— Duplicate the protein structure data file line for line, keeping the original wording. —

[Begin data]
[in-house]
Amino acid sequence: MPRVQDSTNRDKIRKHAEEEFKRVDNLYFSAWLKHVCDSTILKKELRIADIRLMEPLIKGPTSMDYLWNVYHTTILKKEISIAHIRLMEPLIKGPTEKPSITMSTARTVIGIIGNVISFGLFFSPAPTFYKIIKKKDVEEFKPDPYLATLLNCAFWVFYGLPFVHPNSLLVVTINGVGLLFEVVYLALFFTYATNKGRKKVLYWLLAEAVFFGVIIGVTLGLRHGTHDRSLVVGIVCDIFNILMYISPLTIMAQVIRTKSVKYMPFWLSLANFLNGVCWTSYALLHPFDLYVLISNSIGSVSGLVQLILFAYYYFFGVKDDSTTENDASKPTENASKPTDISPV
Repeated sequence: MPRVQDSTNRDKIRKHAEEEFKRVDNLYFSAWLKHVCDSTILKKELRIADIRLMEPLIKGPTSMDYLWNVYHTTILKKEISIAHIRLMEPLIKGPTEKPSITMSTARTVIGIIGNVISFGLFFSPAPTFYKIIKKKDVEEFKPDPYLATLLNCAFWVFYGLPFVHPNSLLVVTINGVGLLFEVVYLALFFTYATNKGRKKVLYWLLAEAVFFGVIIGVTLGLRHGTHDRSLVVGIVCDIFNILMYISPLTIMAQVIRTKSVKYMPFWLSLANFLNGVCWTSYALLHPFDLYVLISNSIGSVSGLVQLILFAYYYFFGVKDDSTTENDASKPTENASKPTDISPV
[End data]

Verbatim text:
[in-house]
Amino acid sequence: MPRVQDSTNRDKIRKHAEEEFKRVDNLYFSAWLKHVCDSTILKKELRIADIRLMEPLIKGPTSMDYLWNVYHTTILKKEISIAHIRLMEPLIKGPTEKPSITMSTARTVIGIIGNVISFGLFFSPAPTFYKIIKKKDVEEFKPDPYLATLLNCAFWVFYGLPFVHPNSLLVVTINGVGLLFEVVYLALFFTYATNKGRKKVLYWLLAEAVFFGVIIGVTLGLRHGTHDRSLVVGIVCDIFNILMYISPLTIMAQVIRTKSVKYMPFWLSLANFLNGVCWTSYALLHPFDLYVLISNSIGSVSGLVQLILFAYYYFFGVKDDSTTENDASKPTENASKPTDISPV
Repeated sequence: MPRVQDSTNRDKIRKHAEEEFKRVDNLYFSAWLKHVCDSTILKKELRIADIRLMEPLIKGPTSMDYLWNVYHTTILKKEISIAHIRLMEPLIKGPTEKPSITMSTARTVIGIIGNVISFGLFFSPAPTFYKIIKKKDVEEFKPDPYLATLLNCAFWVFYGLPFVHPNSLLVVTINGVGLLFEVVYLALFFTYATNKGRKKVLYWLLAEAVFFGVIIGVTLGLRHGTHDRSLVVGIVCDIFNILMYISPLTIMAQVIRTKSVKYMPFWLSLANFLNGVCWTSYALLHPFDLYVLISNSIGSVSGLVQLILFAYYYFFGVKDDSTTENDASKPTENASKPTDISPV